Tuesday, August 17, 2010

Agency

My son is not me. I am not my son.

I am trying to teach myself this lesson so that I will be more accepting of the choices he makes. 

This summer we went on a number of field trips to fun places with a group of other kids and moms. So yeah--obviously Owen got into some mischief. Being where he wasn't supposed to be. Talking when he wasn't supposed to talk. But it's more than that, which make me squirm. It's Owen's interactions with others in general.

See there's two big things about Owen: he's social, and he's a thinker.  He loves talking to people-especially strangers- and he loves telling them whatever comes into his head.  He's the kid who put's his hand up to "ask a question" and tells everyone about how he went to Legoland and went on a Safari ride, and there were animals on the ride, and animals in general are kind of related to the amphibians that we are talking about at the nature center.

I know how his brain works because it's how mine works.  I was that annoying little girl that made everyone sigh whenever I raised my hand.  But it was because I was making connections.  My brain was figuring out how what we were talking about related back to me, and that's a good thing right?  But then I started getting teased.  And I learned to hold myself back.

I created rules for myself.  Throughout college (and still today when I'm in a classroom setting) I allowed myself three comments per class.  Very occasionally when I feel it's extremely pertinent or helpful I'll share a fourth. (Lame.)

So I'm sensitive to his behavior because I know he's bugging people--tour guides, waitresses, complete strangers riding their bikes by our house.  Well, maybe not bugging but I know it's not entirely socially acceptable behavior.  I recognize that part of my problem is I'm embarrassed for myself--my past self-- because I know how I would have loved to not be labeled as "so annoying" growing up; and part of me is embarrassed for myself--the mother--because don't I know my kid is bugging people?  If so I should make him stop.

But should I?

As parents we are supposed to teach our children.  We are supposed to tell them the rules.  We are supposed to model appropriate behavior for them to follow.  But are we supposed to make them act the right way?

Where does agency come in?  Where does allowing children to learn from their mistakes and reap the consequences of their own actions come in?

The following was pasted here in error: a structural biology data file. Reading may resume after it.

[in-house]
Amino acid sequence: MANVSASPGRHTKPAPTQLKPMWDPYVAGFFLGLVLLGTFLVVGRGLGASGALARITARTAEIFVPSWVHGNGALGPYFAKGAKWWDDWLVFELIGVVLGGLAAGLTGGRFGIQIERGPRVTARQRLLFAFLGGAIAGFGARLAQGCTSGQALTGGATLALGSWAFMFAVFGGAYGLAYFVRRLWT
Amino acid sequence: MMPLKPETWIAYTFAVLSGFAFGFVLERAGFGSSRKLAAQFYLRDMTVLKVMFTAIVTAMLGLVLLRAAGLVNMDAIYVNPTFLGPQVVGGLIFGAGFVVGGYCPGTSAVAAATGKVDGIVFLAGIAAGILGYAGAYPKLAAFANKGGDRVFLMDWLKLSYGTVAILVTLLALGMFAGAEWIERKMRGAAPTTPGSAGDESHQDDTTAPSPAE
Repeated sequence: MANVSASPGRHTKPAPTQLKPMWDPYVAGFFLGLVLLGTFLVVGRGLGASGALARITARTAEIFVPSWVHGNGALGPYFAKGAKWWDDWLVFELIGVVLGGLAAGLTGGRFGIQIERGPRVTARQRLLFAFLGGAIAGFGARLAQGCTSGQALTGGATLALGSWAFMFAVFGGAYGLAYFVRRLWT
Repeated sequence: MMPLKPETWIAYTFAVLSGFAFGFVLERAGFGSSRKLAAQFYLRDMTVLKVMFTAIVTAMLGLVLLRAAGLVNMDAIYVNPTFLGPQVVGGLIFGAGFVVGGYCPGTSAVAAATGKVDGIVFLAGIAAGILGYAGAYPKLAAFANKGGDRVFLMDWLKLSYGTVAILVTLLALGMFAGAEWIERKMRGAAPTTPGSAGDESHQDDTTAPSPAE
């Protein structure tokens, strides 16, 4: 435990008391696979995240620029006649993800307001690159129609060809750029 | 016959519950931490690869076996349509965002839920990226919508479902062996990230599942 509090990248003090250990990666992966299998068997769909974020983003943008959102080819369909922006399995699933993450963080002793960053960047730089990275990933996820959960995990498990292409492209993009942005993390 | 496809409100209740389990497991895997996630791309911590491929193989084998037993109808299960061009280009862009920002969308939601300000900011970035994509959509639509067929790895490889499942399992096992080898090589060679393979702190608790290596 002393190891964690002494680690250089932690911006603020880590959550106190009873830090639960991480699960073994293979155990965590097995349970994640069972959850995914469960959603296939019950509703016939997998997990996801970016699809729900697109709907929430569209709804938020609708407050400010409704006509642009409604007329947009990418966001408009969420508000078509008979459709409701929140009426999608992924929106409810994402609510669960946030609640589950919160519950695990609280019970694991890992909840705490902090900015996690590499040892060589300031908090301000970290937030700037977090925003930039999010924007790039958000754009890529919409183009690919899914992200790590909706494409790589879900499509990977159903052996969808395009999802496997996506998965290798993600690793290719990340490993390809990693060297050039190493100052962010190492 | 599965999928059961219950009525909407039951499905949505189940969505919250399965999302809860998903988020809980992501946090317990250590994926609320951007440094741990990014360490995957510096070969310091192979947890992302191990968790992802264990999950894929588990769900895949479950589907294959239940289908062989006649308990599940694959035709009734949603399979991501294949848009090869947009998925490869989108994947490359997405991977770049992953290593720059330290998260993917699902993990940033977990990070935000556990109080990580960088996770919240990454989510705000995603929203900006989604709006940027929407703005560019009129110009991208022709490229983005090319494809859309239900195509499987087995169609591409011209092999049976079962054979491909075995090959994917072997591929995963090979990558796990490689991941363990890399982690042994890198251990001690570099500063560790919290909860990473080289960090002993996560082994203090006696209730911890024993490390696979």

I'm not talking about letting Owen take home candy bars from the store without paying for them--I'm talking about allowing him to live the way his little heart is telling him to.  Talking to others, exploring where his curiosity takes him, and talking about the ideas going on in his head. 

Owen is heading off to kindergarten in a week.  I'm staying myself--readying myself for the experience.  Owen is going to be out on his own making choices for himself.  As his mother I have to recognize that I am not capable of directing his every action (nor should I be).  And I have to accept that when he makes bad choices it's not my "fault." 

And most importantly I have to remember to not let other people's opinion of my son affect the love that I feel for him or show to him. 

I'm not done raising him.  I will continue to try and teach him and guide his choices and behavior.  I will continue to try and live in a way that I model appropriate behavior.  We will try and help him learn from experiences he has in school--both good and bad--to encourage him to be thoughtful and considerate.  But when it comes right down to it -- he's his own person.  The choices are his.

4 comments:

shelly said...

I remember when I met Owen and he was so little and came up behind me, lifted my shirt, and gave me a zerber. It was delicious =) I like your thoughts here. I'm already feeling like I have to apologize for Tate's public behavior sometimes and he's two! So this is good food for thought. Let them live and learn. Teach and don't be controlling. My mother did it so well, but I'm afraid it will be more of a struggle for me! I'll ask my ma to read your previous post because I want baby legs for under Avery's dresses this winter. But conveniently, I don't own a sewing machine =)

Wayland said...

Owen's so lucky to have a mom who knows and understands him as well as you do and I'm sure you will be more successful in teaching/guiding him to be a wonderful person everyone will love...just like his momma. :)

Anonymous said...

Welcome to full-blown motherhood! :) And when you are 55, you can think back on raising your children and remember all the embarrassing moments, but be absolutely PROUD beyond description of how they turned out. The most important part of your post is at the beginning. Your self-worth, self-esteem, and well-being MUST NOT depend on your child's behavior. You already love your child unconditionally--now you will learn to love others unconditionally, even those who 'offend your little ones'. That is how we are sanctified. Also remember: Those that matter, don't mind. Those that mind, don't matter. Love you, Nonny

The Whetten Family said...

Jeanette,
I love this post because I often to have these feelings with my own children. Owen is AMAZING & so are you. Our children don't always model the appropriate behavior but this is how they learn and gain experience. It's so hard to let them go.And know they have to learn on there own. It's hard for me anyways.Owen will do great.

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